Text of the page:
Aldrich had a major effect on state politics, even before his election to the United States Congress. He served as the president of the Providence city council and Speaker of the Rhode Island House of Representatives, before being elected to Congress. Because of his impact on national politics, he was referred to as the "general manager of the United States".
In 1908, Aldrich introduced an amendment to establish an income tax, although he had declared it "communistic" a decade earlier. Later, he became the chief sponsor of the National Monetary Commission, later the Federal Reserve.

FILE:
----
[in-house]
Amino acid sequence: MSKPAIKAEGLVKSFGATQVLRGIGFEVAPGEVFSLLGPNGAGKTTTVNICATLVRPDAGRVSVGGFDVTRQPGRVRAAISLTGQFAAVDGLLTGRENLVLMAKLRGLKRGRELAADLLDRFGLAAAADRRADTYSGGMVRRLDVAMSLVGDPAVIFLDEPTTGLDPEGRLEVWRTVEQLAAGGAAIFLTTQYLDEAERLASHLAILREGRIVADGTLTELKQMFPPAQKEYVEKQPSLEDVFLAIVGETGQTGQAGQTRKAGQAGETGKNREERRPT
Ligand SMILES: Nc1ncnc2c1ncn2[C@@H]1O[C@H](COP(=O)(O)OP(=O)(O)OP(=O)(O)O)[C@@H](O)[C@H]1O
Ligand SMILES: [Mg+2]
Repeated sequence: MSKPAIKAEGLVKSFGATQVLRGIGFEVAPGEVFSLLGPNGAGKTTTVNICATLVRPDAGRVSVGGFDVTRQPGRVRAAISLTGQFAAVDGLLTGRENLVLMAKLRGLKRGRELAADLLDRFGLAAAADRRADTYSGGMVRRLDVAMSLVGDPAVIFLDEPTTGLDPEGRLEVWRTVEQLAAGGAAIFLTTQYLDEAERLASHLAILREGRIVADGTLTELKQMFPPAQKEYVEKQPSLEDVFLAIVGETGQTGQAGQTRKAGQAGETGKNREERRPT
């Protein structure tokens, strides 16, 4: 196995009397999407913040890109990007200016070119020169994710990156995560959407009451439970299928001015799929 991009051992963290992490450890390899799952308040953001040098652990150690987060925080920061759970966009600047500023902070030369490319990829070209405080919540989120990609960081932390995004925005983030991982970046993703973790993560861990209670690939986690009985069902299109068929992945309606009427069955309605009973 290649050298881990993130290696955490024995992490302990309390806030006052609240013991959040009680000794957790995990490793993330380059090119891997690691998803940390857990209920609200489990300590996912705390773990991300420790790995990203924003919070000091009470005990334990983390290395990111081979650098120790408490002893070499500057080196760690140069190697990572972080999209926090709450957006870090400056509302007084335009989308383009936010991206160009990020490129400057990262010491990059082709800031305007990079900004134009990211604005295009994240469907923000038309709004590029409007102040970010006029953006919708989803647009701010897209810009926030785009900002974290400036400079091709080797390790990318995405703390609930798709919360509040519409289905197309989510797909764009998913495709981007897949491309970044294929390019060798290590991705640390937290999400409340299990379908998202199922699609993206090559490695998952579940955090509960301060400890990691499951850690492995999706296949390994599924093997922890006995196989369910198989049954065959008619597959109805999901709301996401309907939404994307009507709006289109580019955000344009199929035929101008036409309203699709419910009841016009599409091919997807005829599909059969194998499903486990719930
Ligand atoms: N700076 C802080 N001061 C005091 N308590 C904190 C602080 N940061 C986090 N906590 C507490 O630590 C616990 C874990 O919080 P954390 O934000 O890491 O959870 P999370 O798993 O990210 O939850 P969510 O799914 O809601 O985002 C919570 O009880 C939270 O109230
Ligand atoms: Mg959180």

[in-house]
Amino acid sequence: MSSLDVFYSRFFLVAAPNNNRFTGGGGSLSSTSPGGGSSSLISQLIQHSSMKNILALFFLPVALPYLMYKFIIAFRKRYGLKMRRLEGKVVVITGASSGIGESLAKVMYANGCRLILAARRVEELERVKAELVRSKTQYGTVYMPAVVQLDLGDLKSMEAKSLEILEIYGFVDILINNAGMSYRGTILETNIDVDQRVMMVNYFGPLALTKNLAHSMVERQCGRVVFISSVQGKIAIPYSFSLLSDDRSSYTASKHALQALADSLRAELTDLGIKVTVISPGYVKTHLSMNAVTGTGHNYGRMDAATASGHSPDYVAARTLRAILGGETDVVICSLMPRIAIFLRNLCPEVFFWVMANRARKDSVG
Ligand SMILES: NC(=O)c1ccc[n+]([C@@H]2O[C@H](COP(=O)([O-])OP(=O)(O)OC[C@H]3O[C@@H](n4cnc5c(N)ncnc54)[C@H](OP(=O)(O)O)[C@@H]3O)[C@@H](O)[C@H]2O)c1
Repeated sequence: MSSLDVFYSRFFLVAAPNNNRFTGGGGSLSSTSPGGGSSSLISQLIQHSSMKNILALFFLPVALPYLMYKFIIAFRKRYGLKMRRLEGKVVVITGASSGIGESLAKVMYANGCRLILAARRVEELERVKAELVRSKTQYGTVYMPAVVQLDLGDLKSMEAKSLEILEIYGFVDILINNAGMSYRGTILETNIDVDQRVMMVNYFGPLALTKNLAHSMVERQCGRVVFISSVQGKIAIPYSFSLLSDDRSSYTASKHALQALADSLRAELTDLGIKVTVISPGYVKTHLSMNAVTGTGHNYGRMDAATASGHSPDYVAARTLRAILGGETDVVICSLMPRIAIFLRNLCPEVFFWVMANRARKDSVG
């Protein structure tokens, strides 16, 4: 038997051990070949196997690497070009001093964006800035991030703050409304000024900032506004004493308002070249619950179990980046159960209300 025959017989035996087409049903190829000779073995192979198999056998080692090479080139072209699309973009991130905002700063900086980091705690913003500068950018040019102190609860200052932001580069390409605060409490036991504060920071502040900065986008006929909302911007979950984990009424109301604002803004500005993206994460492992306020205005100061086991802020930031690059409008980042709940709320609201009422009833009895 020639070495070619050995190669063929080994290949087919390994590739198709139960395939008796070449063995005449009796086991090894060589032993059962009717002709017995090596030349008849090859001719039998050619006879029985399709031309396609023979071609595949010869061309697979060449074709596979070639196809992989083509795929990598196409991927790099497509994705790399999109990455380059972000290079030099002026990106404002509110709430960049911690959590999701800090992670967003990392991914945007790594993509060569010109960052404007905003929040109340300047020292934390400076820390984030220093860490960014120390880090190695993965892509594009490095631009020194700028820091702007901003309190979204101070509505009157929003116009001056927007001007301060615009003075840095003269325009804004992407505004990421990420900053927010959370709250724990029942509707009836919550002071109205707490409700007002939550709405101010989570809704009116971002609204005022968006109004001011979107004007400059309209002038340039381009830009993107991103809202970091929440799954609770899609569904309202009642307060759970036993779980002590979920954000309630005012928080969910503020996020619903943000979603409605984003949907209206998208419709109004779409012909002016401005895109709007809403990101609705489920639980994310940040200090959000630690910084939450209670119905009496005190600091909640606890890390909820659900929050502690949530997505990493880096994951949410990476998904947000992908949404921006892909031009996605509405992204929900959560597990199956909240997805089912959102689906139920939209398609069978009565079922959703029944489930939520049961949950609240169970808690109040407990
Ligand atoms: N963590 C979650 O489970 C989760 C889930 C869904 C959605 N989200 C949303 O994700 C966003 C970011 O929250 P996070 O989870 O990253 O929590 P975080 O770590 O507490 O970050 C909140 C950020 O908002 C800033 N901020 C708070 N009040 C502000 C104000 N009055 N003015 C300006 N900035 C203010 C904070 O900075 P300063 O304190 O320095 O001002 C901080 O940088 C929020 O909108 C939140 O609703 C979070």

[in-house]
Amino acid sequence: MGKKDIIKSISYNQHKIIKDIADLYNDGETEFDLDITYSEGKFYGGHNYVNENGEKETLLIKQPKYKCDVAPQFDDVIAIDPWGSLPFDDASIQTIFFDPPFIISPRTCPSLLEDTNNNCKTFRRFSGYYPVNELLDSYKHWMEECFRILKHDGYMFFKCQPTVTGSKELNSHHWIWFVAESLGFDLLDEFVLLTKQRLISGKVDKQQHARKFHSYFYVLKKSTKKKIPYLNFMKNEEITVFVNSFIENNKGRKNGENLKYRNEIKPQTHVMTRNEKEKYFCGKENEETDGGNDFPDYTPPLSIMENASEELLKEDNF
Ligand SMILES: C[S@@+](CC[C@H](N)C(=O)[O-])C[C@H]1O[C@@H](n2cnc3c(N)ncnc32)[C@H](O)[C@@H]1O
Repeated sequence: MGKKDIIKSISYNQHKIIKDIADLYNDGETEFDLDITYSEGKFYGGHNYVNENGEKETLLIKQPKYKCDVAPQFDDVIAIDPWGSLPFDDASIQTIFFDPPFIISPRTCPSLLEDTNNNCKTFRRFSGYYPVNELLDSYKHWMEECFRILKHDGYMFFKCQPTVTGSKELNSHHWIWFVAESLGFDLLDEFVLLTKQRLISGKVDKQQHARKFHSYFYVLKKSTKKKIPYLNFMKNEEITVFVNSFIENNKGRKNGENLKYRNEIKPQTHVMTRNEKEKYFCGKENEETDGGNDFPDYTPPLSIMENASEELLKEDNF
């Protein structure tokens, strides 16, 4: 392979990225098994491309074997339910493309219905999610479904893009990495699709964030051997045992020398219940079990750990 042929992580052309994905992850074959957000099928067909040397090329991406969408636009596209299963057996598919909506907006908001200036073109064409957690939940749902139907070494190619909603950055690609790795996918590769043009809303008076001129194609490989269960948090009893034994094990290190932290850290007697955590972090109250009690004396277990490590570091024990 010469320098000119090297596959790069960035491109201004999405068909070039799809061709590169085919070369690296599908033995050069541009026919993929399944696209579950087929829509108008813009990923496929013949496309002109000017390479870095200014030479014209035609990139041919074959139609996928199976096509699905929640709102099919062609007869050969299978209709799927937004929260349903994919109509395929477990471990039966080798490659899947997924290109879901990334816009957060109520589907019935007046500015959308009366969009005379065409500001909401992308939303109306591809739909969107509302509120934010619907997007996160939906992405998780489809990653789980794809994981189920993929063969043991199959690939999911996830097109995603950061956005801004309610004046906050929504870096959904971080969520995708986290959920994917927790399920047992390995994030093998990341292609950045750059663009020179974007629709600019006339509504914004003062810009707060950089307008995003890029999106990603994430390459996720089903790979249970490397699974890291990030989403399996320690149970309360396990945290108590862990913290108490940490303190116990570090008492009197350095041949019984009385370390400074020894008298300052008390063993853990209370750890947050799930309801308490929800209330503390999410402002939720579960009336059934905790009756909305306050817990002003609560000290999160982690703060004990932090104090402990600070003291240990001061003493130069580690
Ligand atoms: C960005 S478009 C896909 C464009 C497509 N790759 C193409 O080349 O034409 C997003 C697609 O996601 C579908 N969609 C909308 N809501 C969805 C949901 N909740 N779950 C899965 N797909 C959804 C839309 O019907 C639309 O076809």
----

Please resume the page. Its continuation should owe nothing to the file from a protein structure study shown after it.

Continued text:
Because of his eventual support of an income tax, his daughter's marriage to John D. Rockefeller, and other related reasons, Aldrich is considered to have been one of the most elite politicians at the time, even known as the authentic voice of J.P. Morgan. He died in 1915, four years after his last term in the Senate ended.